Whether you’re working out, running weekend errands, or cleaning up around the house, the track is guaranteed to make you want to move. And with its lyrics speaking of a love that keeps returning to Richard and she happily welcomes each time it reappears, the song offers a promising message that’s only rivaled by its bouncing production. Richard describes her latest album Second Line as an electric revival. And Boomerang embodies the theme, making for a summer song revival that’ll have you coming back to the track like a boom boom all season long. Treye Green
Bo Burnham – All Eyes on Me
For months of lockdown, I imagined the song of my summer would be a banger, something glittery and euphoric, soundtrack to rooftop drinks and nights spinning on the dancefloor. Instead I found myself pacing the streets to All Eyes on Me, the emotional climax of comedian Bo Burnham’s virtuosic Netflix special Inside. As it did for many very online people, Burnham’s special hit me in a visceral, desperate way. All Eyes on Me is a send-up of a Kanye-esque audience participation upper performed to an empty attic room, invocations of “put your fucking hands up” spliced with Burnham’s reflections on panic attacks and his inauspicious return to performance in 2020. The song slaps; there’s a reason it’s the first comedy title to hit Billboard’s global charts. Again and again, I’ve been drawn to its ending, sung through a distorted auto-tone, as if Burnham’s voice is the beckon of oblivion: “You say the ocean’s rising, like I give a shit / You say the whole world’s ending, honey, it already did / You’re not gonna slow it, heaven knows you tried / Got it? Good, now get inside.” It feels like catharsis, like submitting to depression but also coming alive, like returning to what was normal and finding yourself changed. Adrian Horton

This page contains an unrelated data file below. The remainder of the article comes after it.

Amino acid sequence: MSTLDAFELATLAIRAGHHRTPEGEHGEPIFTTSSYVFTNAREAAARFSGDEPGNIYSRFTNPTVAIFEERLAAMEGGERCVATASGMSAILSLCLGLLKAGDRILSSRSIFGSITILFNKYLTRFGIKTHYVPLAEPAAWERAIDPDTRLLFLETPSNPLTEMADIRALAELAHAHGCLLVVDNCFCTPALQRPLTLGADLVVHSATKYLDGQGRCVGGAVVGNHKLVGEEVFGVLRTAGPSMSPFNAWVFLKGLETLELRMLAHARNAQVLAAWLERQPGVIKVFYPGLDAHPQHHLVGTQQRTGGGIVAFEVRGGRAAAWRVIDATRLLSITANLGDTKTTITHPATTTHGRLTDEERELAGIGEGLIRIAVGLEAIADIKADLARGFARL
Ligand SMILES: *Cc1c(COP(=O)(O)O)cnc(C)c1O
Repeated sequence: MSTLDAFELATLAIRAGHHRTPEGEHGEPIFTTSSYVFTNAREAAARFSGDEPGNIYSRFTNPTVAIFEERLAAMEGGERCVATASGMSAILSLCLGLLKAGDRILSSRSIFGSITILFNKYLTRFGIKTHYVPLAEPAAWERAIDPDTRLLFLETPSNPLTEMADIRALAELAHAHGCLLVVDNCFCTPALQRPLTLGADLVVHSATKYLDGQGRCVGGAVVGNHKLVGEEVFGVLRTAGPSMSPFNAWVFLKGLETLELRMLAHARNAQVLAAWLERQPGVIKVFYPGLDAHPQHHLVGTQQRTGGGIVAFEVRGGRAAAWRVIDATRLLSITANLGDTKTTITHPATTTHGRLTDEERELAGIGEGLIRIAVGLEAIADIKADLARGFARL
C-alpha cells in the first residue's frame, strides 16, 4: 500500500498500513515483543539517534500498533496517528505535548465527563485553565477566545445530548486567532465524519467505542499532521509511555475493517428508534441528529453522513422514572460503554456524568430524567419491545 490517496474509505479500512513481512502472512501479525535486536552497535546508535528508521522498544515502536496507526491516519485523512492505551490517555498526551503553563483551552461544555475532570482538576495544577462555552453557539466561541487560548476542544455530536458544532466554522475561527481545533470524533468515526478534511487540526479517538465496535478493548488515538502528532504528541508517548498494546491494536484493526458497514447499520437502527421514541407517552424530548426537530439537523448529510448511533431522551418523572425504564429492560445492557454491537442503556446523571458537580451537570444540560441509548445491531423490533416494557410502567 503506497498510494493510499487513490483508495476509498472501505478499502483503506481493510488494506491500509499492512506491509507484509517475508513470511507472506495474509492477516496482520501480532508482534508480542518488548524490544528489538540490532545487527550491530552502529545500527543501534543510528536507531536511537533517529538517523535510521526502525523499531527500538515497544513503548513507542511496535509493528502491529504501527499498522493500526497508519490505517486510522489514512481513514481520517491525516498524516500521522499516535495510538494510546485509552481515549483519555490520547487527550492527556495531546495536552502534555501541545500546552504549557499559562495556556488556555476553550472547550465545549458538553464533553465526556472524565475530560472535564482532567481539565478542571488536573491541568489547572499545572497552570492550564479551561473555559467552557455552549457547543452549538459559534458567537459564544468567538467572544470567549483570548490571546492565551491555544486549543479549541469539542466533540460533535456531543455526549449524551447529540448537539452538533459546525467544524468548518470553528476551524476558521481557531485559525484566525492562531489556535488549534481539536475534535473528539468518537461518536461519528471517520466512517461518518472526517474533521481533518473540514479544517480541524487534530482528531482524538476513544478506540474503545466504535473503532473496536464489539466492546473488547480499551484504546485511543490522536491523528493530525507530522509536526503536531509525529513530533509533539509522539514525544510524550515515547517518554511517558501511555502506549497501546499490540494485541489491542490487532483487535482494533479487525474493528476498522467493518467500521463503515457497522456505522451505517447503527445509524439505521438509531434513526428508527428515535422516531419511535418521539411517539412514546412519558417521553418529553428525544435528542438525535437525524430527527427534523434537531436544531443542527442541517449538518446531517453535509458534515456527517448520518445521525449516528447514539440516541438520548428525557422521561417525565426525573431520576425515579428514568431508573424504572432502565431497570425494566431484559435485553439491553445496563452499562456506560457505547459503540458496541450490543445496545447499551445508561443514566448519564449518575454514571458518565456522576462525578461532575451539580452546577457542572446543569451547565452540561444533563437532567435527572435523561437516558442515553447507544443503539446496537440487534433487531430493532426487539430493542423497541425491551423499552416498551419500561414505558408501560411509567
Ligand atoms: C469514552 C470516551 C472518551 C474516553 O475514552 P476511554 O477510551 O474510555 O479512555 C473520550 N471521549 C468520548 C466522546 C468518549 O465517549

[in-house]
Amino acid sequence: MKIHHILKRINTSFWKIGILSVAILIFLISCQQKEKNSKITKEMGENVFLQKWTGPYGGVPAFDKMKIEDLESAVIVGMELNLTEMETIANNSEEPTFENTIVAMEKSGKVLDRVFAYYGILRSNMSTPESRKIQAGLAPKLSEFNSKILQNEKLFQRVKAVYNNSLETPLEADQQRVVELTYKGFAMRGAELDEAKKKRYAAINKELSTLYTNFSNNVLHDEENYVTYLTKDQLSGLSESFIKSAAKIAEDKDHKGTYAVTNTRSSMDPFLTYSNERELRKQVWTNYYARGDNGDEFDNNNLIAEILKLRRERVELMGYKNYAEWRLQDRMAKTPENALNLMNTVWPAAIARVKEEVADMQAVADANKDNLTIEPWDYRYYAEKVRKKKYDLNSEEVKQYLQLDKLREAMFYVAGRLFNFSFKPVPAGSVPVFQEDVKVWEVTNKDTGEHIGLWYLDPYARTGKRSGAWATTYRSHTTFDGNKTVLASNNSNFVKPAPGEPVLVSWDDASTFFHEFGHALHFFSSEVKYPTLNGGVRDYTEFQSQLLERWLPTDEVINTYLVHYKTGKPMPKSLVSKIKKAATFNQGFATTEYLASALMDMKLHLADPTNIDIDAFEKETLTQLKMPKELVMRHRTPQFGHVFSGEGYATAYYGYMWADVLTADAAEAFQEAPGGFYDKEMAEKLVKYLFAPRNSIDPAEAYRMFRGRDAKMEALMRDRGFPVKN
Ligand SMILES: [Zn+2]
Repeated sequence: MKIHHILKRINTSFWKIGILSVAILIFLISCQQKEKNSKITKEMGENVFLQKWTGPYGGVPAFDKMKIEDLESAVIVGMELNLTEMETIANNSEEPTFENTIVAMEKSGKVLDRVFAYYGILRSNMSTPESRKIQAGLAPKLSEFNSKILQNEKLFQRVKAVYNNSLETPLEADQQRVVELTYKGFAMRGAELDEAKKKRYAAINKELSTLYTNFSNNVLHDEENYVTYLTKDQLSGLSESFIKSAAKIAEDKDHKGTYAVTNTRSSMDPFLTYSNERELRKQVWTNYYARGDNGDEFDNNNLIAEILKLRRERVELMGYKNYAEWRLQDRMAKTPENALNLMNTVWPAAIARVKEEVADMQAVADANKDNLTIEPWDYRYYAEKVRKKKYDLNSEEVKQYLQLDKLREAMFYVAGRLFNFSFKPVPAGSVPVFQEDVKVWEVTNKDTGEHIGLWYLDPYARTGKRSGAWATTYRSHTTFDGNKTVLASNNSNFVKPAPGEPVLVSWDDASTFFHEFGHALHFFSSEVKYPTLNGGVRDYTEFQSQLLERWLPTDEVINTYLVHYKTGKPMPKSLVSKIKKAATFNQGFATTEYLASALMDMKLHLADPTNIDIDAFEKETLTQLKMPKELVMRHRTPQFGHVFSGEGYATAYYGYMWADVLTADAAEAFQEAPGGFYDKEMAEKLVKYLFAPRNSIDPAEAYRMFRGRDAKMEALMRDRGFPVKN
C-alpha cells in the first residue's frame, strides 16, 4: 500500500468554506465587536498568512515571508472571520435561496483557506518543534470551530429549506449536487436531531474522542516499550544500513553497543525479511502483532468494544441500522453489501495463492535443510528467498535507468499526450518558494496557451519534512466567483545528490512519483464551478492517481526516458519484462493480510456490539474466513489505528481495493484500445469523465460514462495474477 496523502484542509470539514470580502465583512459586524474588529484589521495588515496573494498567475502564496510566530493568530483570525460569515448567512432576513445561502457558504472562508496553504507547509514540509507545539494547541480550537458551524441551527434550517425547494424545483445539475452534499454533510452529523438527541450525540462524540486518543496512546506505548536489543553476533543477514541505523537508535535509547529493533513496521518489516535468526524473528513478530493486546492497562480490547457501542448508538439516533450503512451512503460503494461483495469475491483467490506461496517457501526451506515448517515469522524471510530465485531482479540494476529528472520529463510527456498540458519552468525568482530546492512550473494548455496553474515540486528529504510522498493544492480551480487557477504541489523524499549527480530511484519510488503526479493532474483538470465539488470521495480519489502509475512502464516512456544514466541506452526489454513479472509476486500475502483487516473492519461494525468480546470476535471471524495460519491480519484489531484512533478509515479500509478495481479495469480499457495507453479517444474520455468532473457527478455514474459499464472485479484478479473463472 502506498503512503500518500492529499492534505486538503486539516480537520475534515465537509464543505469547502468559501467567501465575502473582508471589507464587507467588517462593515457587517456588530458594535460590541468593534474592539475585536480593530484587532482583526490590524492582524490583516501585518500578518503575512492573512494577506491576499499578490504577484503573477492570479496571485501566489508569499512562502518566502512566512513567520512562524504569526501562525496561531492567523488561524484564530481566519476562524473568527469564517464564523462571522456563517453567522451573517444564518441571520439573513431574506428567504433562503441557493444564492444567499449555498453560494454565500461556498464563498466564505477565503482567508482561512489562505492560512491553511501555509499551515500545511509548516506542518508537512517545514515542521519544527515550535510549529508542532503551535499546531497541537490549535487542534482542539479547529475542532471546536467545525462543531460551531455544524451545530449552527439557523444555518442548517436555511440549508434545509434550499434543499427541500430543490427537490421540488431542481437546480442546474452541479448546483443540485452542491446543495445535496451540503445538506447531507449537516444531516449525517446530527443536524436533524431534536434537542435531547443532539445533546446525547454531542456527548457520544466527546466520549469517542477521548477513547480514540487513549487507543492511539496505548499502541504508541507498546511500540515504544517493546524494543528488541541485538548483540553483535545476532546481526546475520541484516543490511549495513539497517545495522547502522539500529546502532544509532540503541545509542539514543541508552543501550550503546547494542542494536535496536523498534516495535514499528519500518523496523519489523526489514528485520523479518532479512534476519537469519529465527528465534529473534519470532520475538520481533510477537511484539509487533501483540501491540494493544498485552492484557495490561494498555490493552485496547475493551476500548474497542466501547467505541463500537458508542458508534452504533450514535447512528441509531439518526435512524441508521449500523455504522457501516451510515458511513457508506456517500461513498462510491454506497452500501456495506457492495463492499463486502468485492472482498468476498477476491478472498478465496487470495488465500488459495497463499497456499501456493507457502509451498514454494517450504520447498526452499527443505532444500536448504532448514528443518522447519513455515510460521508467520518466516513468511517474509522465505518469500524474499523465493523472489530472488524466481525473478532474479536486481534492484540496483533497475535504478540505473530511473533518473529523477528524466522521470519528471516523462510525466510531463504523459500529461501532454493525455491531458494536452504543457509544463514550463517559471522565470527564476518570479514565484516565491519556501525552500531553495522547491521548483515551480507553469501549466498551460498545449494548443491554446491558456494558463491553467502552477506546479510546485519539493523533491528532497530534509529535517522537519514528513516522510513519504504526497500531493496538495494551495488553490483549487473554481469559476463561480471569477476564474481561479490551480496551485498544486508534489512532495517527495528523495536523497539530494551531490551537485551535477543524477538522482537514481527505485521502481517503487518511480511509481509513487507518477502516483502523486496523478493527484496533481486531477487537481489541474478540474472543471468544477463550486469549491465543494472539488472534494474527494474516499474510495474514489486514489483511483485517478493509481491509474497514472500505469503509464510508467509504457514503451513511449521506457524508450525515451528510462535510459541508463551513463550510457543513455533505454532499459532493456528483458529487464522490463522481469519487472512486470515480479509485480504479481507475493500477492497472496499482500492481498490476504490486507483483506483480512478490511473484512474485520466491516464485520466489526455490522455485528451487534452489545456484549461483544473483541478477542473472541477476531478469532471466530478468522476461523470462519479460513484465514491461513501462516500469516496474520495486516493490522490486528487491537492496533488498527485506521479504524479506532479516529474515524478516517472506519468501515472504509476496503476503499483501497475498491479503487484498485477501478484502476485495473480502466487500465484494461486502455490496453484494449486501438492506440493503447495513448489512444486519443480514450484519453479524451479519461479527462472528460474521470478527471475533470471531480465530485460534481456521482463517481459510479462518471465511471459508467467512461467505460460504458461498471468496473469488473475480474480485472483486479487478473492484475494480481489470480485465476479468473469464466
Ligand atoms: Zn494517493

Remi Wolf feat Dominic Fike – Photo ID
Remi Wolf’s acid pop-funk sizzles like a pavement hot enough to fry an egg on, powered by a dialled-up intensity that teeters between bug-eyed mania and uninhibited euphoria. That’s the Californian musician’s theme on Photo ID (which technically came out last year, though a fresh remix with Dominic Fike pushed it back onto playlists): she’s having one of those days where she’s lost everything, her lover’s being a shit and nothing’s going right – but then perhaps there’s a kind of freedom in losing your keys and your mind along with them. Although it vibrates at a different frequency, there’s something of Len’s sublime one-hit wonder Steal My Sunshine in Photo ID’s seamless brew of G-funk, yacht rock and Wolf’s own goofball energy, manifest in an addictive chorus that demands to be sung in a way that shows every tooth in your mouth at once. Laura Snapes
Olivia Rodrigo – good 4 u